Neuroevolution with multiple objectives allows for populations of agents to evolve different solutions based on various trade-offs inherent in any given domain. In particular, these methods can be used to evolve complex NPC behavior for games involving multiple objectives.
Multi-objective neuroevolution has currently been applied to a battle game domain in which a player fights against several attacking monster agents by using a bat as a weapon. As work on this project continues, multi-objective methods will be applied to increasingly complicated/difficult games with more objectives.
The player controls the green agent, and evolved neural
networks control the yellow monsters. The monsters
try to attack the player, and the player tries to hit them with a
bat. The challenge is to evolve complex behavior for the monsters
that combines several objectives, such as attacking, assisting
others in attacking, staying alive, and avoiding getting
In the movies below, the player is controlled by a static computer
strategy. It constantly moves towards the nearest monster in front
of it while swinging its bat.
A monster being chased turns by
small amounts to avoid facing the player as it backs up. The player turns to
pursue it, which enables the player to eventually catch up with the
monster, since turning slightly while moving puts less distance between
player and monster than moving straight. However, since the player also
turns to pursue the monster, the monsters chasing the player
eventually catch up. Sometimes the monster being pursued will incur damage as a result
of these slight turns, but regardless of whether the bait takes damage or not, any monsters
pursuing from behind are eventually able to catch up and attack.
One monster takes a risk so that the rest can catch up. Once the player is hit,
the monsters are usually able to bounce the player back and forth for a few hits
before it regains enough control to start pursuing a new monster.
Although monsters using the baiting strategy avoid damage and
do a good job inflicting damage, they waste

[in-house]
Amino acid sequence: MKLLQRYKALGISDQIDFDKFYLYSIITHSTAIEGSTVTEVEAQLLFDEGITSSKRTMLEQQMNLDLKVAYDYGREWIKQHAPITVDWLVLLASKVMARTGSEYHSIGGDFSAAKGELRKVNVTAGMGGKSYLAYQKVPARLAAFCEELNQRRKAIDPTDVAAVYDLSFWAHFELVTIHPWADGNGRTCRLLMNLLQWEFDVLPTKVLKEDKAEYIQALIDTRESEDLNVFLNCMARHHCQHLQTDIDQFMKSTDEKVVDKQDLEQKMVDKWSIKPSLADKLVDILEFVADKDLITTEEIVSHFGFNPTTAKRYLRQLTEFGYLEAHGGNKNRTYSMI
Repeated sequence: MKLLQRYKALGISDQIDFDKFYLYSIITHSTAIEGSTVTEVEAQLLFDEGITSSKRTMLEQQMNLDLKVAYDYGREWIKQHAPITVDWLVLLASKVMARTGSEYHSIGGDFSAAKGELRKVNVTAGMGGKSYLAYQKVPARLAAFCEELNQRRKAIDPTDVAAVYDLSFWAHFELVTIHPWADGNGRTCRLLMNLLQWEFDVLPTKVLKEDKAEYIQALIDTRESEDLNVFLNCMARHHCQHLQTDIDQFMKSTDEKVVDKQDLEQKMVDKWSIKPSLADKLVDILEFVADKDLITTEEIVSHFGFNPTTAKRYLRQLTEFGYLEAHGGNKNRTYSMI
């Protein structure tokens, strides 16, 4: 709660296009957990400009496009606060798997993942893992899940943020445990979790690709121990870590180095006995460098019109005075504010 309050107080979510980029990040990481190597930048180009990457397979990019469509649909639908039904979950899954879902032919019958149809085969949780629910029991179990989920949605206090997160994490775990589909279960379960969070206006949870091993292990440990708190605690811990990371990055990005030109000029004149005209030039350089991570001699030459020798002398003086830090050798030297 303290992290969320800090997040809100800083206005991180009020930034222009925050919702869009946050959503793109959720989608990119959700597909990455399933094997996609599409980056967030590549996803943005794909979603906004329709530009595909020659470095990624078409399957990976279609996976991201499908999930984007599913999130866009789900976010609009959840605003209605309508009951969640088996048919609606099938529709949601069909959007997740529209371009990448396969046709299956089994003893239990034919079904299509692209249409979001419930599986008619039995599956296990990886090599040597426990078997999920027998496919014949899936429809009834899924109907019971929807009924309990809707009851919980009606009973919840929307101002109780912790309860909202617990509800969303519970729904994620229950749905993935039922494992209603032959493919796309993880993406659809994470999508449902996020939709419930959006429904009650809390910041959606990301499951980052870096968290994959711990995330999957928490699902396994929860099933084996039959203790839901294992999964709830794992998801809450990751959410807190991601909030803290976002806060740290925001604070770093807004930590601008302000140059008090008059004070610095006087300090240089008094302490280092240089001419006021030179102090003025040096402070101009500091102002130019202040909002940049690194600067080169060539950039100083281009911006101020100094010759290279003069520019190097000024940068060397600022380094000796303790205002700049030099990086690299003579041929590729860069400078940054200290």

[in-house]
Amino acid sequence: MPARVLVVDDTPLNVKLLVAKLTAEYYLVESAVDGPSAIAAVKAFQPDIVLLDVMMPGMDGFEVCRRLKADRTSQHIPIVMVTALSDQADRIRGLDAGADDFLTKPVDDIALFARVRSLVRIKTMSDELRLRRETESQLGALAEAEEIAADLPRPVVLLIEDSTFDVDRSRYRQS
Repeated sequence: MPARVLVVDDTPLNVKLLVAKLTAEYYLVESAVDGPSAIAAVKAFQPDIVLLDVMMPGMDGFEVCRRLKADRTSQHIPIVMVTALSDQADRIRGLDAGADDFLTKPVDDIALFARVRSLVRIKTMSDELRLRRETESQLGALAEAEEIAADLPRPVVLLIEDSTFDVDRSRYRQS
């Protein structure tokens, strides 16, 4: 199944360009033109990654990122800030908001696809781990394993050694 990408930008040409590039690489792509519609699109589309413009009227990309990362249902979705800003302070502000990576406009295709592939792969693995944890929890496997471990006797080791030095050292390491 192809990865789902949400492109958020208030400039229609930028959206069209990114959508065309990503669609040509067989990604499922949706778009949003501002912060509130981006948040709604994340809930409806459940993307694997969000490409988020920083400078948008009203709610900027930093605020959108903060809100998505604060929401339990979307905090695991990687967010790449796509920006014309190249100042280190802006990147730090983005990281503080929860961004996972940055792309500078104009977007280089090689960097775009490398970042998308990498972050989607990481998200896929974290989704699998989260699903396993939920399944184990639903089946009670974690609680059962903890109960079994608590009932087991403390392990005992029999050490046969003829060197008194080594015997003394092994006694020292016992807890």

a lot of simulation time avoiding the player when they could be hitting it.
In some simulations a riskier strategy was learned that does not have this problem.
It turns out that if the player moves forward after being hit,
the monster that hit it can rush the player and hit it again in mid-swing. Being hit
cancels the player's swing and knocks it back again. As long as the player
rushes forward it is vulnerable to attack,
because moving forward gives the monster just enough
time to reach the player before the bat reaches the monster.
Wait and Strike Strategy
Recent experiments have revealed another effective strategy learned by
multi-objective neuroevolution in this domain. This strategy involves waiting for
just the right moment to rush in and strike the player.
Monsters start out surrounding the player, and approach it if they are not
at risk of being hit by the bat. If the player is swinging at them they try
to spread out off to the sides. If a monster can angle itself directly
towards the player's left side, it will rush in to hit. This works because
the player's bat swings from right to left, leaving a small opening on the
left side. The manner in which the monsters spread out around the player
also makes it easier for other monsters to find their chance to rush in.
After rushing in, these monsters will sometimes knock the player
back several times the way that charging monsters do.